Don’t Ask, Don’t Get. Stop being afraid to reach out to your mentors. They’re human just like you. Ask them questions. How’d you get the KROQ gig- ask them. How do you read for trailers- ask. You’ll gain so much ‘insider-info’ while making a great contact. 😊 You should be busy getting around the typical obstacles rather than creating your own.

Favorite 2 pizza toppings?

Canadian bacon and Pineapple. THERE. I said it. Mmmmmm! Served. Owned. Bring in the lion. (that’s a frost bit)

If you could invite one person to dinner, living or dead, who would it be?

My future self.

Connect with Kelly and check out her sites:

Sites

https://kellykellykelly.com/

https://theimaginghouse.com/

Social

Facebook: FB.com/KellyKellyKelly

Twitter: @kellythreetimes

Instagram: @theimaginghouse

Behind the Mic: Roberta Solomon

Posted: 28th February 2019 by benztownvoiceover in Voice of the Week

Roberta has been a full time voice artist for over 20 years. Calling herself a radio and TV “lifer,” she’s imaged hundreds of stations, has voiced promos on every major television network, Roberta Solomon and narrates documentaries, concert spots and movie trailers. In a former life, she did morning radio with her husband in Kansas City, appeared on a sketch comedy show carried on Sirius/XM, and drew a rabid following as a TV Horror Host.

What radio VO work have you done in the past (stations/markets)?

The bulk of my imaging work has been for AC and Soft AC, Newstalk and Sports radio, and I’ve voiced some legendary stations: WCCO/Minneapolis, KPRI/San Diego, KEZK/St. Louis, WDBO/Orlando, WMGC/Detroit, The Game/Portland, etc.

I currently image radio stations in about 20 markets, including KCBS/San Francisco, Sunny 92.3/Chattanooga, CV 1043/Palm Springs, and I’ve been the sponsorship voice of the Kansas City Chiefs Radio Network for 14 seasons.

I’m also the branding voice of a number of TV stations around the country and pop up regularly on network TV. (Jimmy Kimmel Live, Late Late Show with James Corden, NBC Sports, Reelz, Adult Swim) I’ve narrated documentaries for NatGeo, Discovery and Smithsonian Channel and have voiced a handful of movie trailers.

Check out some of Roberta Solomon’s demos:

 

 

What do you love about your job?

Well, I’m doing what I was put on the face of the earth to do, and I’m happy every time I’m behind the mic! I fell in love with radio in part because it was a mysterious kind of story-telling, and the “theater of the mind” aspect of VO, regardless of the project, still excites me. Whether I’m voicing a radio imaging piece, a promo or long-form narration, I get to tell stories for a living and how cool is that? But what I really love is when the producer shares a finished piece with me and I can “hear” the story. Creating radio and TV is a communal act, and when I hear how all the elements fit together because of our collaboration, and especially when the CLIENT is happy, that’s the real gift of this work.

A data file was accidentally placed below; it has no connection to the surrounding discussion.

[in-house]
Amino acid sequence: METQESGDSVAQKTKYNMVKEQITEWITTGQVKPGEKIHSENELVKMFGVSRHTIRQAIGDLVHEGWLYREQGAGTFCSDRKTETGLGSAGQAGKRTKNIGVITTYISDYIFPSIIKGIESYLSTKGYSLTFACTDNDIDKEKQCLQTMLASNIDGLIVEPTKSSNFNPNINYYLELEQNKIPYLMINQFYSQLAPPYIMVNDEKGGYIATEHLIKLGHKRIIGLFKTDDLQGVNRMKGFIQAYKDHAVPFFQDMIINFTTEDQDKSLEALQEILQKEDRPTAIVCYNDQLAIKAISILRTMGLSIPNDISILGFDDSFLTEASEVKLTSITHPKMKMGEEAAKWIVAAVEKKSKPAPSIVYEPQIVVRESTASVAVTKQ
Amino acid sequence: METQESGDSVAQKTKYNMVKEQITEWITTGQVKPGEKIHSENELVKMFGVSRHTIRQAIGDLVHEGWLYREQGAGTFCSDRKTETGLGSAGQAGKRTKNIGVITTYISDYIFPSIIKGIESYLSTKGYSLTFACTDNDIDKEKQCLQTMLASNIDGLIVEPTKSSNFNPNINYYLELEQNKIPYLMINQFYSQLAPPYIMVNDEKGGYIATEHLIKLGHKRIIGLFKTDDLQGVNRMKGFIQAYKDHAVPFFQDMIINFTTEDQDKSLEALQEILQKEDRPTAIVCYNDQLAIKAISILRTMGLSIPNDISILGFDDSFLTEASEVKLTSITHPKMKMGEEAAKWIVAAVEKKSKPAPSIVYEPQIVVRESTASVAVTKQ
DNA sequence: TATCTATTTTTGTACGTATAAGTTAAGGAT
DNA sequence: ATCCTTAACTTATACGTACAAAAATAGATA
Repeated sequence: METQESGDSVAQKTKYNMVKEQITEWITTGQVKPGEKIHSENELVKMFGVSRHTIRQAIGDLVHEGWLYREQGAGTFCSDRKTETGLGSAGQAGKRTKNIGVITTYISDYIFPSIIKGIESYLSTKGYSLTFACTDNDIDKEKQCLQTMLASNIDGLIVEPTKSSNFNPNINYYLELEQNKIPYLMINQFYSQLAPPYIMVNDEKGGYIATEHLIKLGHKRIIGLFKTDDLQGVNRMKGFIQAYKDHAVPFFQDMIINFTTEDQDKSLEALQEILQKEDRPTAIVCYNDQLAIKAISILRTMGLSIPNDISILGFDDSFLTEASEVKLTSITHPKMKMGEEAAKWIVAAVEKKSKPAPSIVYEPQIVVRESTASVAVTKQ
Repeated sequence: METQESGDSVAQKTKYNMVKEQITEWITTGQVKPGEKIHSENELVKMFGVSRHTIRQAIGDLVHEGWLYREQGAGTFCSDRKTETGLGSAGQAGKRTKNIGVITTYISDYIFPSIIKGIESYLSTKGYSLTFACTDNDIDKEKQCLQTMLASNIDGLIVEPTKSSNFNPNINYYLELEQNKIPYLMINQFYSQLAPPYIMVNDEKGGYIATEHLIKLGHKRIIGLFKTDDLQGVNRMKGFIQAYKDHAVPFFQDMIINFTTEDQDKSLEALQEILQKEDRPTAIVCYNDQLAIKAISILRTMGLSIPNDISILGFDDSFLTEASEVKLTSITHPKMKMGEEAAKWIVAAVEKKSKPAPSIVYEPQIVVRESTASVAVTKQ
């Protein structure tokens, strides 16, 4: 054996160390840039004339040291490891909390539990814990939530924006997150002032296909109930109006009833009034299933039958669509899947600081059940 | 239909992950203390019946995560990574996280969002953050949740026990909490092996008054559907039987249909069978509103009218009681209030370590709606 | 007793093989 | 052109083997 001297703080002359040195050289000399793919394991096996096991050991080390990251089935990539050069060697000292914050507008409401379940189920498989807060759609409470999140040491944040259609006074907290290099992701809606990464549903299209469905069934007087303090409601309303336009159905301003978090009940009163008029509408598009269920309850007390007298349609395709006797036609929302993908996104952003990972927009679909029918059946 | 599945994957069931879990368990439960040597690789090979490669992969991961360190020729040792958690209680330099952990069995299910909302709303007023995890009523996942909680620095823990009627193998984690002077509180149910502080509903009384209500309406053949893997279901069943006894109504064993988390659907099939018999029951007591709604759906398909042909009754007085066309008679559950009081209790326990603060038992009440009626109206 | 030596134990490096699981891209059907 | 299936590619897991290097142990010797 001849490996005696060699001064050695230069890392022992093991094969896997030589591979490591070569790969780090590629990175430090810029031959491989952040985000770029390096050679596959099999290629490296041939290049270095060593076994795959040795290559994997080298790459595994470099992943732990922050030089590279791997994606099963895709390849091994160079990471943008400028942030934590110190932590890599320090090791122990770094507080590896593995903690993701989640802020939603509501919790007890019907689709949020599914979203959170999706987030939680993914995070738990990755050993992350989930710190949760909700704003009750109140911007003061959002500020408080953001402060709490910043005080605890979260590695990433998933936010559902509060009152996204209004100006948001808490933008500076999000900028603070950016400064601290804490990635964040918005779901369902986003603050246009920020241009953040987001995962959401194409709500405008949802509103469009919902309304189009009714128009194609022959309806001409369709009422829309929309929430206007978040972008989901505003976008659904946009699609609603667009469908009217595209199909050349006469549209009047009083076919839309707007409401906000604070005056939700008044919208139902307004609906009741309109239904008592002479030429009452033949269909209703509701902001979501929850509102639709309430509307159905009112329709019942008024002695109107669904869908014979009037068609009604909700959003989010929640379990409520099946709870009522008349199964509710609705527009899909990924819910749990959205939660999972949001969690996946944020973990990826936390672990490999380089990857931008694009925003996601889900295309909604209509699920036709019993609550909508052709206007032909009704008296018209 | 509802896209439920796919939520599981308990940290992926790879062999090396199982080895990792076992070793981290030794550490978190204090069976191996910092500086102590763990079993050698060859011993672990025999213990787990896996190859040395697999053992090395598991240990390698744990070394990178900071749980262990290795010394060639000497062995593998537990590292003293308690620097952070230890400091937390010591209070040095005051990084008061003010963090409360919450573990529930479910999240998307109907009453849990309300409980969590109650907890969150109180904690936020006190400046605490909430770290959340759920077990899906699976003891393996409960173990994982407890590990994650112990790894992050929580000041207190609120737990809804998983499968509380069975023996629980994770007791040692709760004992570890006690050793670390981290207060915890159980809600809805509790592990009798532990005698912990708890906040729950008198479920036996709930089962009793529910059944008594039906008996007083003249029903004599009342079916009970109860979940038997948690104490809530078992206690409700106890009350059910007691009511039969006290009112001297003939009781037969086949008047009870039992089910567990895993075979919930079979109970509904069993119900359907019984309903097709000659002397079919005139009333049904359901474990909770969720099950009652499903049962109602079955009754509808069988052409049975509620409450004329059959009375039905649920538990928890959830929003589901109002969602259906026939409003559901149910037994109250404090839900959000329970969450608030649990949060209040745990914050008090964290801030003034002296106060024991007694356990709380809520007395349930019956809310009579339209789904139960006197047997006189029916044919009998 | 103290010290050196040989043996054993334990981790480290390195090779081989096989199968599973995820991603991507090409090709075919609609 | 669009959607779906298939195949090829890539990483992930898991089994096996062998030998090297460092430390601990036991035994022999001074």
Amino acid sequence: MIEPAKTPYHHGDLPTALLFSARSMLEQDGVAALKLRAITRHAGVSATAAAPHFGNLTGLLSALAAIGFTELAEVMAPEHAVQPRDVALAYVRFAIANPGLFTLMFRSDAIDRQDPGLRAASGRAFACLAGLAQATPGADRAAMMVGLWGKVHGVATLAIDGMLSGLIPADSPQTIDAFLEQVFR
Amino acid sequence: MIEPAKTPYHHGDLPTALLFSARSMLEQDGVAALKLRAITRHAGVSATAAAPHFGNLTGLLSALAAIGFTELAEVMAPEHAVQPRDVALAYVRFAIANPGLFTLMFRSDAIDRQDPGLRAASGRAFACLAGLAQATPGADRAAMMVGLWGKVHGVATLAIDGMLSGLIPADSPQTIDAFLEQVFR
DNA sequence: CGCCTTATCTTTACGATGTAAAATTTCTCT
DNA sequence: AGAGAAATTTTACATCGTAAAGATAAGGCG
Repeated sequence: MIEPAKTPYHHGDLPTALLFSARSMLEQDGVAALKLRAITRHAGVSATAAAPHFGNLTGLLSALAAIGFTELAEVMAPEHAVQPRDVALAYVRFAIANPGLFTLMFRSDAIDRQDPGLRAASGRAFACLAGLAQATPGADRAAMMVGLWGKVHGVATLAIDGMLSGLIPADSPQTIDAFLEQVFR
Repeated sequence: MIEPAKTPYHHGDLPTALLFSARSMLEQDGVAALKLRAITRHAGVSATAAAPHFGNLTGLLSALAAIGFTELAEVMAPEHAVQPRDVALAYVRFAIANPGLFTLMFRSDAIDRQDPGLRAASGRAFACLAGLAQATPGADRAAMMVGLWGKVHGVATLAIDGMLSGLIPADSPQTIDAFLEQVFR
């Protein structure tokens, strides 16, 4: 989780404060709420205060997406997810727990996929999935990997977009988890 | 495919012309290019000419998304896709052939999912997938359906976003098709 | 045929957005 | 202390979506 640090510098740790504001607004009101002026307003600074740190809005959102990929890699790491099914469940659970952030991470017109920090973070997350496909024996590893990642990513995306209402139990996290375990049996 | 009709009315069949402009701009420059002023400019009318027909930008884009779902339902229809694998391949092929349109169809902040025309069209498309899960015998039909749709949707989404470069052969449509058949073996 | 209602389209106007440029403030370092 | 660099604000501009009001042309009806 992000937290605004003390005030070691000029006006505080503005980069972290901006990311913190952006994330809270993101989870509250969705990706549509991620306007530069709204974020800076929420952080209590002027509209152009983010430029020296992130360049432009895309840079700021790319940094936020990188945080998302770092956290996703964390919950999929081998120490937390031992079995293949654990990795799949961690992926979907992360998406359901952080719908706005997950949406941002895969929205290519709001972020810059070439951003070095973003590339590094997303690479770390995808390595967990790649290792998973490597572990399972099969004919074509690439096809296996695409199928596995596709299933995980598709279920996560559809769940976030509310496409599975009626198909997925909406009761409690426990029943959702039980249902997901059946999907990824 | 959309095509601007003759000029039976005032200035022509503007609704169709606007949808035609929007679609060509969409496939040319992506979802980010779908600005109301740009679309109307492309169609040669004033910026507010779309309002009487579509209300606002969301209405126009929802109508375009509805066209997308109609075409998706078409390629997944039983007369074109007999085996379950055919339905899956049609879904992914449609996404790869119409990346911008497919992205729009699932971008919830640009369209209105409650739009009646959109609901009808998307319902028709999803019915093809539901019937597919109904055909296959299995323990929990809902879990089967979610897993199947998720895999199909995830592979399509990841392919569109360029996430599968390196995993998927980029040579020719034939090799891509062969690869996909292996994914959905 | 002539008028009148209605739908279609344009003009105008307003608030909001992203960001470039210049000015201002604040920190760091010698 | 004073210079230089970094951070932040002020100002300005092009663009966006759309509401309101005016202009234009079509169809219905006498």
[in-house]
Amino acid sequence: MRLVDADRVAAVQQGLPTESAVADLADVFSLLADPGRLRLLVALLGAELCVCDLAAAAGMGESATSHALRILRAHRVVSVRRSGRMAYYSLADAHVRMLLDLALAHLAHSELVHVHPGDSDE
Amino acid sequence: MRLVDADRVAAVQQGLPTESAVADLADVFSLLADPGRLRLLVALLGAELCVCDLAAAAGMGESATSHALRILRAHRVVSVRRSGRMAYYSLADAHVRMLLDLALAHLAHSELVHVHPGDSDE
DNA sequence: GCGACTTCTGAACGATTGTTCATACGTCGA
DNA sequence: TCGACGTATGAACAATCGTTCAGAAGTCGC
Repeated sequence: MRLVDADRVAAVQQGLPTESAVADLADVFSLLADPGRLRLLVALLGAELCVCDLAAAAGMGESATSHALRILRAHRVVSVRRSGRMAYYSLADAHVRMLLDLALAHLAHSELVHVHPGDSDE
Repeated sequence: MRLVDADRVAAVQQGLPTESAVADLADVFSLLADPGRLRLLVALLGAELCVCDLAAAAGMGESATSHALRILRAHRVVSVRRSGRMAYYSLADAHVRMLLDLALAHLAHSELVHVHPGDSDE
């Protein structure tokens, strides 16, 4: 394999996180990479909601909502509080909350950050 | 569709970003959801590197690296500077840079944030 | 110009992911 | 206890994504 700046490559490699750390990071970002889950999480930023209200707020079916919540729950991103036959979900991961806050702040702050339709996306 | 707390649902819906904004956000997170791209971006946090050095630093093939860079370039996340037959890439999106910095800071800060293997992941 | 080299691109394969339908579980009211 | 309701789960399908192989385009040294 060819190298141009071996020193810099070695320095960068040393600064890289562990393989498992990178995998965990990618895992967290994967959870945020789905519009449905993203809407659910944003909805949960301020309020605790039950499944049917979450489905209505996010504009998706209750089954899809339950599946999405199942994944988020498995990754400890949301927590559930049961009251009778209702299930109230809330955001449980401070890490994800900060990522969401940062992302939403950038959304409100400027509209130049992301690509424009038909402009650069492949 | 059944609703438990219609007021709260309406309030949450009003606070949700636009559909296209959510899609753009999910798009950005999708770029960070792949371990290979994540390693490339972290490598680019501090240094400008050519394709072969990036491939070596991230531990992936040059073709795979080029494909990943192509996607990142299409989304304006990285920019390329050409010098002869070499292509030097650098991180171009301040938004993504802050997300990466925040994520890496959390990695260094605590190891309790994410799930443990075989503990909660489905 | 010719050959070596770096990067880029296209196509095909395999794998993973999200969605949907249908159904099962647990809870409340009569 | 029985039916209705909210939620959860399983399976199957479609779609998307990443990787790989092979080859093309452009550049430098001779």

How did you get started as a VO actor?

In college, I was a semester away from a degree in theater when I was invited to audition for the campus radio station. The minute I opened the mic for the first time, I knew I’d found my path. Within months, I’d moved to another station in the market, and producers and local ad agency folks started calling the station to see if I was available to voice spots for them. My outside work began to grow and after a few years I joined with a group of busy voice actors to co-found a talent agency. Eventually, it got to the point where I was doing so much outside VO work that it was conflicting with my “real job” on the radio. At that point, I put a studio in my home and stepped into voiceover work full time.

Who are your VO mentors?

The late Drew Dimmel, a talented VO and on-camera actor from Kansas City, was the first guy I knew who was voicing radio and TV stations from home. He was the most generous mentor and basically gave me a template for how to run a VO business. I got a lot of radio-specific guidance early on from consultants: Dick Stadlen (who was also the first to hire me as an image voice), Vallie Richards Donovan, Gary Berkowitz, McVay Media, Holland Cooke, Albright & O’Malley & Brenner, etc. VO legends Joe Cipriano and Beau Weaver were incredibly helpful. Pat Garrett introduced me to my first imaging agent. My current “VO Tribe of Counselors” includes Ann Dewig, Jen Sweeney, Virginia Hamilton and Steve Stone.

I admire not only their work but also how loved they are by their clients.

If you weren’t doing voiceover, what else do you think you’d be doing for a career?

I’ve always been fascinated by the science of sound, and could easily see myself as an audio engineer or field producer. There’s some amazing work going on now researching ocean sounds — I’d love to be out on a boat planting hydrophones and listening to whales. Bernie Krauss’ Wild Sanctuary Project is fascinating: recording and archiving the soundscapes of the natural world. I’d go to work for him in a heartbeat.

How has new technology changed the way you work?

It’s made the work so much easier, but it’s also turned VO into a solitary job. On the one hand, the technology has freed us: with the right gear, voice work can be done from anywhere. On the other hand, we’re often alone in our booth for hours at a time. And the more successful you are as a voice talent and the bigger the projects you work on, the more isolated you can become.